The New Zealand government has declared a national state of emergency after tropical storm, Cyclone Gabrielle lashed the North Island.

Minister for emergency management Kieran McAnulty signed the declaration as tens of thousands of homes were left without power after heavy rain and strong winds.

"We expect the impacts of Cyclone Gabrielle to get, unfortunately, worse before they get better," said Rachel Kelleher, Deputy Controller Auckland Emergency Management.

"It's not the time to be complacent," she added.

The cyclone is the second significant weather event to hit Auckland and the upper North Island in just a few weeks.

Mathesons Bay Beach in Auckland, New Zealand

Last month Auckland and surrounding areas were hit by record rainfall that sparked floods and killed four people.

New Zealand Prime Minister Chris Hipkins announced NZ$11.5 million (€6.8 million) package to support community groups such as food banks and to groups impacted by the floods.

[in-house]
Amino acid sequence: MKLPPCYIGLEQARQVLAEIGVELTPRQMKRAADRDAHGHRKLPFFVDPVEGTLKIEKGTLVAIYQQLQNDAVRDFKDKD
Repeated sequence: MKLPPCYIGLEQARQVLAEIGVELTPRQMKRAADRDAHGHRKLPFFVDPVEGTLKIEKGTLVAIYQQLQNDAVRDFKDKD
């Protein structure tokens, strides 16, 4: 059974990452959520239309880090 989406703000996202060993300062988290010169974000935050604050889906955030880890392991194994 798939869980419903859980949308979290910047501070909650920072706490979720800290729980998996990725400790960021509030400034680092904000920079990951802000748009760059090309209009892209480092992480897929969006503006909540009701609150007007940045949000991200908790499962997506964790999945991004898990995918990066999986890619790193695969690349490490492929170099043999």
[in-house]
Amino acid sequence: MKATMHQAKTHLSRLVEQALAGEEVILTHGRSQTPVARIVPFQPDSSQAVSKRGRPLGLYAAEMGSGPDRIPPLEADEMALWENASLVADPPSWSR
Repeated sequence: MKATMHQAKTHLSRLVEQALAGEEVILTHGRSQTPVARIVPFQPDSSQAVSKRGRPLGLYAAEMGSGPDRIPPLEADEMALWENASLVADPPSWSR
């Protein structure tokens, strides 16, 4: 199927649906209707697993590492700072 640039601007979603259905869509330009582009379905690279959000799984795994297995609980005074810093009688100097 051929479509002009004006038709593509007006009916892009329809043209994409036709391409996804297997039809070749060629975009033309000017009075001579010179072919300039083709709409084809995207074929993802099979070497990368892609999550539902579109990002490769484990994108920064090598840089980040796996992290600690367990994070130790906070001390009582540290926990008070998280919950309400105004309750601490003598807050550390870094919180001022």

Today, many schools and local government facilities across Auckland and the upper North Island were closed and people were being asked not to travel if possible.

Electricity is out for 46,000 homes, mobile phone service is patchy in some areas and trees have come down and roofs lifted off.

Public transport has been disrupted with ferries, buses and trains either suspended or operating on a reduced schedule.

Air New Zealand has cancelled 509 flights and said flights will resume tomorrow when the weather is expected to improve.

Police said they were trying to locate a person who was on board a boat near Great Barrier Island this morning, after responding to reports the boat was in distress.

"The Police Maritime Unit, with assistance from Eagle, have attempted to approach the boat throughout the morning, however conditions have been challenging, and at this stage no one has been located," they said in a statement.

Met service meteorologist Georgina Griffiths said overnight that Auckland and Great Barrier Island could see heavy rain and winds.

"I think parts of Auckland that have not yet seen challenging wind conditions are expected to see gales overnight," she said.

"Storm surge is still coming and might peak with the high tide at 2am for eastern parts of Auckland."

She added that given Auckland was already saturated, some localised landslides and surface flooding was expected.